The Supreme Court's Trump immunity case could've been over by now – MSNBC

A chronicle of Donald Trump's Crimes or Allegations

The Supreme Court's Trump immunity case could've been over by now – MSNBC

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The Supreme Court’s delays in deciding Donald Trump’s immunity case are creating a crisis — a collision between a Justice Department tradition and the necessity of an informed electorate. On one hand, voters deserve a verdict in the trial accusing Trump of attempting to interfere with the lawful transition of power after the 2020 election. On the other, the Justice Department customarily respects “election year sensitivities” — not initiating legal actions that could affect an election in the months immediately before it.
This looming conflict was easily avoided. Unfortunately, however, the court’s radical conservative majority rejected three sensible ways to ensure that Trump got tried to a verdict before the election. Had it taken any of these routes, the trial easily would have concluded more than three months before the election, well ahead of Election Day.
It seems the court will issue its ruling at the very end of its term, in late June or even early July.
First, the court could have taken the case in December when special counsel Jack Smith petitioned for it to be heard. Second, the justices could have declined to take the case after the U.S. Court of Appeals for the D.C. Circuit comprehensively (and correctly) rejected Trump’s appeal. The case could have gone straight back to the district court for trial. Third, even when the court accepted the case in February, it could have expedited its hearing, then issued a ruling in March or April. Instead, the court set the hearing for the last possible date for oral arguments.
Now it seems the court will issue its ruling at the very end of its term, in late June or even early July. Worse still, at the April 25 hearing the court signaled it could return the case to the district court to decide, via an evidentiary hearing, which actions alleged by the grand jury were “official” and which were personal, including those actions taken for campaign and re-election purposes.
Requiring a lengthy evidentiary hearing and potential subsequent appeals before any trial would ensure that no trial of all the charges could occur before the election. In that case, Smith might choose a course first laid out in his brief to the Supreme Court: dismissing any allegations that might be within the “outer perimeters” of presidential responsibilities and proceeding to trial on a narrowed indictment — alleging only those allegations that are clearly outside those perimeters.
Even Trump’s lawyer John Sauer conceded at the April 25 hearing that Trump would not be immune from being tried on charges that he helped orchestrate the fake elector scheme, supported false allegations of election fraud and signed verifications in court filings knowing that they were false.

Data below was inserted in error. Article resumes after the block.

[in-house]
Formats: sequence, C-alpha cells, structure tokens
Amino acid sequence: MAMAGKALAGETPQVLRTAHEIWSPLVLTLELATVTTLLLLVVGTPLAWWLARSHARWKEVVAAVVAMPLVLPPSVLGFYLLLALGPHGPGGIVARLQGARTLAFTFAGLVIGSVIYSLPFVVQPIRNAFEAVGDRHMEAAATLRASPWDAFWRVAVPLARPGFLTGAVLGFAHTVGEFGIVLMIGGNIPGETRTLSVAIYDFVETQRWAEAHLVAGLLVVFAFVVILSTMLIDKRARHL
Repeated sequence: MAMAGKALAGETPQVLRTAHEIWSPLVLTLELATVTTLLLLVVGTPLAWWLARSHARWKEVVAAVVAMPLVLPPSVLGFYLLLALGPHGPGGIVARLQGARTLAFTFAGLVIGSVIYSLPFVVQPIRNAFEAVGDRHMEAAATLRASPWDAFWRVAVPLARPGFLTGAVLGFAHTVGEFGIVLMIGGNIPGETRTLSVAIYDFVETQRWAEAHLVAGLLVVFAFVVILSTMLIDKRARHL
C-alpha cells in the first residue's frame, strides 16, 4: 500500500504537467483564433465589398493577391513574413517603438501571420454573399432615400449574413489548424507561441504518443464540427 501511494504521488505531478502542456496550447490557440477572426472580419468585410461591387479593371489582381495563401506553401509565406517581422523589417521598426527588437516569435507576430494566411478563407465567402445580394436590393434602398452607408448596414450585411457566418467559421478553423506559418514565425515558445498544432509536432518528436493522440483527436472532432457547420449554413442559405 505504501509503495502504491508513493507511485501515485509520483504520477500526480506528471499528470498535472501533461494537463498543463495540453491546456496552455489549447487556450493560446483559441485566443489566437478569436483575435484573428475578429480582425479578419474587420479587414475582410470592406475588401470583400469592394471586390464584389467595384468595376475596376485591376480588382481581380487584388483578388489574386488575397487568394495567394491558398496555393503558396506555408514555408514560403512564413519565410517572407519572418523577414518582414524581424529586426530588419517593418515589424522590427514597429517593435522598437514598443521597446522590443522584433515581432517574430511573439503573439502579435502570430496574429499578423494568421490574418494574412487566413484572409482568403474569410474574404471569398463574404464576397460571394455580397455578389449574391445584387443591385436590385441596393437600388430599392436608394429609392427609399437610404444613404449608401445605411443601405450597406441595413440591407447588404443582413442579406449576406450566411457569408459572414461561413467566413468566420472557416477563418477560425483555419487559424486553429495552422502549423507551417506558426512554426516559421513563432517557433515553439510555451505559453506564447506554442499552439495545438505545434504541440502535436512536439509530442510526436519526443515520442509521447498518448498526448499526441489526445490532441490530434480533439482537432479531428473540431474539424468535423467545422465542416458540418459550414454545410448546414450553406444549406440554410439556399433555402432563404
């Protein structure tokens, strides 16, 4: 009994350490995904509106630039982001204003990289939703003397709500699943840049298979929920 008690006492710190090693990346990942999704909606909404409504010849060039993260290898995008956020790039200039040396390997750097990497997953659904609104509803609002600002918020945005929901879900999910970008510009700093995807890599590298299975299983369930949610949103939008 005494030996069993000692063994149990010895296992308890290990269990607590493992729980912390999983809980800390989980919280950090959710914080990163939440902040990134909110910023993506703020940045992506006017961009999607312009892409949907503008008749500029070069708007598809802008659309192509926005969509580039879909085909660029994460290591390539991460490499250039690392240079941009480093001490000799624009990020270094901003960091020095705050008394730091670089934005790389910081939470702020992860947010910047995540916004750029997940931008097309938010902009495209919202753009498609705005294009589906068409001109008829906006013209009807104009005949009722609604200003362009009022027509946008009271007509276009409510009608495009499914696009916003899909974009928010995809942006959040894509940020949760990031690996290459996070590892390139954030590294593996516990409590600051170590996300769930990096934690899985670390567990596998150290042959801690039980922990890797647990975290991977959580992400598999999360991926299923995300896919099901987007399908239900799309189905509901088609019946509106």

Smith could decide to try the case exclusively on those charges. Even a slimmed-down trial, though, would not occur immediately once the case returned to the district court in early July. Judge Tanya Chutkan has said that Trump and his lawyers would have 88 days to prepare once the case returns for a trial. That would put the trial’s beginning in October, a month before the election. Even if Chutkan cut the preparation time for Trump’s team in half — say, because Smith narrowed the charges — jury selection would begin in late August, barely more than two months before Election Day.
The Justice Department’s interest in avoiding even the appearance of partisan politics is well founded and not lightly cast aside.
Therein lies the collision with the Justice Department’s policy of avoiding initiating actions that could affect the election. Even though Trump solicited the delays in the first place, Attorney General Merrick Garland would find himself in the difficult position of whether to accept any recommendation from Smith that the case go to trial within a few months of the election.
The department’s interest in avoiding even the appearance of partisan politics is well founded and not lightly cast aside. Yet if a trial does not take place, voters will be deprived of vital information they should have before casting their ballots — whether a jury would find Trump innocent or guilty of the Jan. 6-related crimes alleged in the federal indictment. Furthermore, if Trump were to win the election, he would have his new attorney general dismiss the case. In that scenario, it is quite likely he would never be held to account for his actions in the lead-up to and on Jan. 6.
Oliver Wendell Holmes famously wrote that hard cases make bad law. But this is not a hard case. If the rule of law means anything, it is that no president can seek to overturn an election and be immune. Any contrary result eviscerates the most basic principle of our republic: No one is above the law.
Yet this reactionary Supreme Court majority is proving that even easy cases can make bad law when rulings are driven by the majority’s partisan biases. And the lengths to which it is going to drag out proceedings have handed the Justice Department a monumental dilemma — for which the court is entirely responsible.
Dennis Aftergut is a former federal prosecutor, the former chief assistant city attorney in San Francisco and currently counsel to Lawyers Defending American Democracy. He signed LDAD’s December 2021 and States United Democracy Center’s October 2021 bar disciplinary complaints against John Eastman. 
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